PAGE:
“I’m getting jello’ed!” Daioji yelled as he tried to move his feet. “The goo’s got me!” He tugged his legs up to no avail, while holding his panic in check.

“This has got to be it. It’s the flow! Go with the flow, little brother,” Leilani said taking a deep breath, suspending her rising urge to either scream or laugh.

The front of the wave hit the cave floor as a solid wall. In the passing seconds the twins experienced the same sensation as if surfing in the middle of a perfect curl, a curl of water that again froze in action, trapping them in a custom fitted bubble for two. The gel released its hold on their legs, allowing them the freedom to move their feet. They looked around their cell as they breathed in a fresh clean air, free of the cave’s mossy, fermented smell.

This is no good, Leilani. Daioji thought as he punched the gel wall. His fist just slurped into it, making a swoosh-pop sound when he pulled it out. We’re sealed in a cave. Sealed in a slurpy bubble in a cave. So much for going with the flow. Got any ideas?

I should be panicking, but I hear Chocho’s words in my head, ‘The way out of the cave is under the wave.’ We are surely under the wave right now.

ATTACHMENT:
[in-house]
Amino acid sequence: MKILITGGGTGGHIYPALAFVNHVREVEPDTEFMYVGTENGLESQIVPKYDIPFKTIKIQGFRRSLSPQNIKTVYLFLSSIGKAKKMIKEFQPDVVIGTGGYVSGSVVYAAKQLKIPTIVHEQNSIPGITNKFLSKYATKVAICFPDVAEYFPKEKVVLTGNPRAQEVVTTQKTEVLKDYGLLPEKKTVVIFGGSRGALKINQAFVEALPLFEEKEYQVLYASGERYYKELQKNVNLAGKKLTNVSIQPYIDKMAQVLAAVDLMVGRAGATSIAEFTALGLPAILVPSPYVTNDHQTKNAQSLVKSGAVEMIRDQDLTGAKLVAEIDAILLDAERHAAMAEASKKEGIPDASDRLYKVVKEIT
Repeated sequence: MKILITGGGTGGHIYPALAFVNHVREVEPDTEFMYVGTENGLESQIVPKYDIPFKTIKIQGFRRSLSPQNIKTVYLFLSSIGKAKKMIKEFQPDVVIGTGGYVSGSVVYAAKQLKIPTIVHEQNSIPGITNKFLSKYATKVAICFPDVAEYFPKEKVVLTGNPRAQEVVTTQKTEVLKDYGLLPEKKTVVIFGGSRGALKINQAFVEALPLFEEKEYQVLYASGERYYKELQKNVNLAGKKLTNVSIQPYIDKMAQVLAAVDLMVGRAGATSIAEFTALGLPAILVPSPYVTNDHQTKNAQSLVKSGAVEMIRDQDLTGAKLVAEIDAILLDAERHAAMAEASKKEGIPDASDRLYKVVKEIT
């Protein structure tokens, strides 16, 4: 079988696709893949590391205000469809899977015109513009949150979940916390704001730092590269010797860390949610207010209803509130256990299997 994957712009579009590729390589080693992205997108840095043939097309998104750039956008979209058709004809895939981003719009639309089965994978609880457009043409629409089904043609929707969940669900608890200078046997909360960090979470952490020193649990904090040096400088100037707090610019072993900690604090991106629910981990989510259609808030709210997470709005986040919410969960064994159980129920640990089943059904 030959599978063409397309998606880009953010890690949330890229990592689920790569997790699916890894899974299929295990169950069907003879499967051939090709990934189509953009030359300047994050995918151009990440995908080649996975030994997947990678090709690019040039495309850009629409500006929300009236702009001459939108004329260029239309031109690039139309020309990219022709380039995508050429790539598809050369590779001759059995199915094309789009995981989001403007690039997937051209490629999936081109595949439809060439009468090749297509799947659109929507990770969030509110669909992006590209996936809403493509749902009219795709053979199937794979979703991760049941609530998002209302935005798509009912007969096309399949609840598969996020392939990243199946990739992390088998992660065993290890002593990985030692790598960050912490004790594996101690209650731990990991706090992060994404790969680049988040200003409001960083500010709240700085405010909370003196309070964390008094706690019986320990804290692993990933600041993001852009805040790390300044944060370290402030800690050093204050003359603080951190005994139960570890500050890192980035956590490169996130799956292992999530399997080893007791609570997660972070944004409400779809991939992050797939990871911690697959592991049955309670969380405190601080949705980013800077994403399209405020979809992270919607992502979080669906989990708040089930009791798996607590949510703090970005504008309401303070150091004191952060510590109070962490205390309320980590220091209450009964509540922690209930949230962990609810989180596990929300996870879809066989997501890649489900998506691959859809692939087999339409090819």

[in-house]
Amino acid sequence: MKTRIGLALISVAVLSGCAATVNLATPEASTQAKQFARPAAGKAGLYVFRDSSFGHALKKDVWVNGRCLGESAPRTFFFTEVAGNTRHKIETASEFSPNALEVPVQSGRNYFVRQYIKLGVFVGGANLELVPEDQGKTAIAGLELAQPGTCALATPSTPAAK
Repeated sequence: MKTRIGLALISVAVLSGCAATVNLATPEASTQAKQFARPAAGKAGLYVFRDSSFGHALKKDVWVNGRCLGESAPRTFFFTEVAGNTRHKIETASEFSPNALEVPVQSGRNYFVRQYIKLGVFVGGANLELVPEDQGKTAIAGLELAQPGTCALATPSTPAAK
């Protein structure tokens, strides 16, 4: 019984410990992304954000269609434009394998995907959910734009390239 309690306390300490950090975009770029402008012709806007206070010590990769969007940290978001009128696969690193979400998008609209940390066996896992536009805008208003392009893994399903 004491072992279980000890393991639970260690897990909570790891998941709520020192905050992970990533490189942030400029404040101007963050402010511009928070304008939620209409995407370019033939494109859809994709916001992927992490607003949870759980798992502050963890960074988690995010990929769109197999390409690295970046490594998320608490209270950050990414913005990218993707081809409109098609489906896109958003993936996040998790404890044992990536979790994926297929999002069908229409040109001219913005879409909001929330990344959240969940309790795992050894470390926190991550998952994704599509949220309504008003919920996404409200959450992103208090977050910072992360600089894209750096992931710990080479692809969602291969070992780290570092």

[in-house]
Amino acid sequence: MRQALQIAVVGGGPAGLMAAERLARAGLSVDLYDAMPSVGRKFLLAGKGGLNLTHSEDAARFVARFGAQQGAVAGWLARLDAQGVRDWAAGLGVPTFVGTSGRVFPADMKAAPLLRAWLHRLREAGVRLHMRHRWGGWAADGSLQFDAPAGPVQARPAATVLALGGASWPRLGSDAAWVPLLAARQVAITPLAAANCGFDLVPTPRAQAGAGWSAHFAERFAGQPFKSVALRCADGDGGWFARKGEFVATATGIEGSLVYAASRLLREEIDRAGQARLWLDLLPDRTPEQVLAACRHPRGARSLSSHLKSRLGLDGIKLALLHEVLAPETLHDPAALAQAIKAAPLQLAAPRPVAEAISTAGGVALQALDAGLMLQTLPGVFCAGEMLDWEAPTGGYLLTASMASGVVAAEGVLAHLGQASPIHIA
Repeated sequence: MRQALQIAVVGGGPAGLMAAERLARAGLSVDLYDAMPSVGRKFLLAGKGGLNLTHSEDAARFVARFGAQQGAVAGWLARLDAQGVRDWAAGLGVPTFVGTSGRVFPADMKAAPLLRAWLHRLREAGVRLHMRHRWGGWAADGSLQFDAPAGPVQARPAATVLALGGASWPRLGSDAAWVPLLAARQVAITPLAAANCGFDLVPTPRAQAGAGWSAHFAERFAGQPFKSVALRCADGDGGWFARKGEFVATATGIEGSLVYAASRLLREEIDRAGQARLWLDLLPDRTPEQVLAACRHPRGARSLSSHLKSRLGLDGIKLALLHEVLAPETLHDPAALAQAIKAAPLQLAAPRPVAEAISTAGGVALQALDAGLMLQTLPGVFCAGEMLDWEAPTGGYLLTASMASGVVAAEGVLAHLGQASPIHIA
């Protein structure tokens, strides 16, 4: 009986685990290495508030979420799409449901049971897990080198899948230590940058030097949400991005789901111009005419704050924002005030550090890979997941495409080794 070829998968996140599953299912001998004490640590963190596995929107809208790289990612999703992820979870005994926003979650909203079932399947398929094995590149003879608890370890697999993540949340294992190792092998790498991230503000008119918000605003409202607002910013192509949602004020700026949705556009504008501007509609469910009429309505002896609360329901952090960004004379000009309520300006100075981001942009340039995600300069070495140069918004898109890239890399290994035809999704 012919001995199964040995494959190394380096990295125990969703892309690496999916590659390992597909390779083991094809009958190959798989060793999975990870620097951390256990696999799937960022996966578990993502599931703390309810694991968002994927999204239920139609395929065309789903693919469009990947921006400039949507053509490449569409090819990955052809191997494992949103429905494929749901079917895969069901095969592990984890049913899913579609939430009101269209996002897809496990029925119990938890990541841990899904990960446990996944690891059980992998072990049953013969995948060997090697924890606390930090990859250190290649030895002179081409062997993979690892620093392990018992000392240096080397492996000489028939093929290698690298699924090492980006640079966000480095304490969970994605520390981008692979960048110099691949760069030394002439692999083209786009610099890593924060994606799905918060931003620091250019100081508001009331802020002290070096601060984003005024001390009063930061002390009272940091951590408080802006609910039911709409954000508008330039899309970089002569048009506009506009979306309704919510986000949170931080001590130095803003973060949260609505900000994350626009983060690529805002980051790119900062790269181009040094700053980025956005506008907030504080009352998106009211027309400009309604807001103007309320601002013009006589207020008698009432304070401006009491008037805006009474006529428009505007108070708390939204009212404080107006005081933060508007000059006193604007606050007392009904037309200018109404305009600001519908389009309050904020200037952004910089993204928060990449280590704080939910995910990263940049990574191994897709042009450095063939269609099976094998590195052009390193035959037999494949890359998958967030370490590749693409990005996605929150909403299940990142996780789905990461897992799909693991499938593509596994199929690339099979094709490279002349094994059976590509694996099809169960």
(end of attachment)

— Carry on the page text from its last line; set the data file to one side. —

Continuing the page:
So if this is “the way,” Daioji continued Leilani’s thought, I suppose the answer is to just let the way be.

Yeah, like stop thinking about being stuck. Instead focus on our outcome. I learned my lesson about trying in the other cave – when was that? Yesterday? Anyway, remember when the shaman said ‘Follow the wave to the sea. Trust your ki and you’ll be free?’ Trust our ki, our life force energy, to naturally take us out of here, Daioji. Let’s close our eyes. Breathe. Relax and extend our ki all the way to the sea, wherever that is. Let’s extend together.

As they did, the bubble began to move, spinning clockwise in slow motion, like the dry center of a washing machine spin cycle, gaining more rpm’s with each revolution. The captives centered, extending their ki to the sea. Around they went, slowly at first, then faster with each revolution – spinning and reeling – spiraling and whirl-pooling. When all the spinning and whirl-pooling reached high velocity, the twins